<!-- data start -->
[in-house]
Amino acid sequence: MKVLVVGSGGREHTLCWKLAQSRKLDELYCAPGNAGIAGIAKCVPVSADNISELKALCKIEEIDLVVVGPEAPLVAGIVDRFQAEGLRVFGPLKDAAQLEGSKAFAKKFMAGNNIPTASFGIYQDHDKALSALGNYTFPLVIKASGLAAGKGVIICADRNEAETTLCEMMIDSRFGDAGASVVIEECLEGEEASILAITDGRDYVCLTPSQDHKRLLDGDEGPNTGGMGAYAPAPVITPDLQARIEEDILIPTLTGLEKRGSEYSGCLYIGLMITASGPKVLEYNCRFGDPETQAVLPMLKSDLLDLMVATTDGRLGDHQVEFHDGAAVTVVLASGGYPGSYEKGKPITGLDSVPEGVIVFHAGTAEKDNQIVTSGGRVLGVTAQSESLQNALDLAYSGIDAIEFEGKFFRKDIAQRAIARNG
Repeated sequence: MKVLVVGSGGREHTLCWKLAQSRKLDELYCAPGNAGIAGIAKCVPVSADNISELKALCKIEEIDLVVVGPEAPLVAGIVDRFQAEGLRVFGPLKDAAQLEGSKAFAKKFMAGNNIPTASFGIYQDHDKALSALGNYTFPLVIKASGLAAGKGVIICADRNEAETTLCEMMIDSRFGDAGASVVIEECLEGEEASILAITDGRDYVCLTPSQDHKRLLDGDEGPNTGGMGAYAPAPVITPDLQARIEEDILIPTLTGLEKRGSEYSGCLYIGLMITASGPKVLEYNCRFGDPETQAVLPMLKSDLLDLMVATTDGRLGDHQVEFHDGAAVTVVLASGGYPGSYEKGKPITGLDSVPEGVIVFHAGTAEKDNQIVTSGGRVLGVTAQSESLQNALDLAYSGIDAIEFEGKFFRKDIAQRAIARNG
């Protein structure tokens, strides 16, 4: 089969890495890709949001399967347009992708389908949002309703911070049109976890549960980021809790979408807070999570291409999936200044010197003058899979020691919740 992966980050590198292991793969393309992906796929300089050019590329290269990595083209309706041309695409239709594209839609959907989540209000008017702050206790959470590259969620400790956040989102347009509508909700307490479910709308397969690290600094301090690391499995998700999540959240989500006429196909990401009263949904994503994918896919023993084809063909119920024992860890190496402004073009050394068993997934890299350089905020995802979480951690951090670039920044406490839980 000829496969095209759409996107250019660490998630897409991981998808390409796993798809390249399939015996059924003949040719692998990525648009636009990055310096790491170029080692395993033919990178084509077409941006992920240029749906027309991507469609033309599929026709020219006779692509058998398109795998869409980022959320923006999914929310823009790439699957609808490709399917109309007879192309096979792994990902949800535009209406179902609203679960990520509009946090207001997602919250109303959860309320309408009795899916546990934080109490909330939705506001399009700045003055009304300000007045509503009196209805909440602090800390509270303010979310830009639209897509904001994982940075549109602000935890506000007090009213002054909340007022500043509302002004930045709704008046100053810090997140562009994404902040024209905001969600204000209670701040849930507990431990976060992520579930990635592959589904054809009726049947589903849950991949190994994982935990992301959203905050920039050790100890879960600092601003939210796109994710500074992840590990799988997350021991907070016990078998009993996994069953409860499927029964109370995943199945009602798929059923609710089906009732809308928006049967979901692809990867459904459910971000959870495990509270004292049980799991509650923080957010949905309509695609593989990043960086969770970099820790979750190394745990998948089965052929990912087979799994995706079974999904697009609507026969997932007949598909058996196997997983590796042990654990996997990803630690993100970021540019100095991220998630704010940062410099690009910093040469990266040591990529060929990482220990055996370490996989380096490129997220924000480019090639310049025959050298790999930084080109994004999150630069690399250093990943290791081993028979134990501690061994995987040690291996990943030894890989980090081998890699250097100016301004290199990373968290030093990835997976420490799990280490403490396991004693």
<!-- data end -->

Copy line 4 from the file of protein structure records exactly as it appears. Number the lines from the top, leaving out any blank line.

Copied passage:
């Protein structure tokens, strides 16, 4: 089969890495890709949001399967347009992708389908949002309703911070049109976890549960980021809790979408807070999570291409999936200044010197003058899979020691919740 992966980050590198292991793969393309992906796929300089050019590329290269990595083209309706041309695409239709594209839609959907989540209000008017702050206790959470590259969620400790956040989102347009509508909700307490479910709308397969690290600094301090690391499995998700999540959240989500006429196909990401009263949904994503994918896919023993084809063909119920024992860890190496402004073009050394068993997934890299350089905020995802979480951690951090670039920044406490839980 000829496969095209759409996107250019660490998630897409991981998808390409796993798809390249399939015996059924003949040719692998990525648009636009990055310096790491170029080692395993033919990178084509077409941006992920240029749906027309991507469609033309599929026709020219006779692509058998398109795998869409980022959320923006999914929310823009790439699957609808490709399917109309007879192309096979792994990902949800535009209406179902609203679960990520509009946090207001997602919250109303959860309320309408009795899916546990934080109490909330939705506001399009700045003055009304300000007045509503009196209805909440602090800390509270303010979310830009639209897509904001994982940075549109602000935890506000007090009213002054909340007022500043509302002004930045709704008046100053810090997140562009994404902040024209905001969600204000209670701040849930507990431990976060992520579930990635592959589904054809009726049947589903849950991949190994994982935990992301959203905050920039050790100890879960600092601003939210796109994710500074992840590990799988997350021991907070016990078998009993996994069953409860499927029964109370995943199945009602798929059923609710089906009732809308928006049967979901692809990867459904459910971000959870495990509270004292049980799991509650923080957010949905309509695609593989990043960086969770970099820790979750190394745990998948089965052929990912087979799994995706079974999904697009609507026969997932007949598909058996196997997983590796042990654990996997990803630690993100970021540019100095991220998630704010940062410099690009910093040469990266040591990529060929990482220990055996370490996989380096490129997220924000480019090639310049025959050298790999930084080109994004999150630069690399250093990943290791081993028979134990501690061994995987040690291996990943030894890989980090081998890699250097100016301004290199990373968290030093990835997976420490799990280490403490396991004693």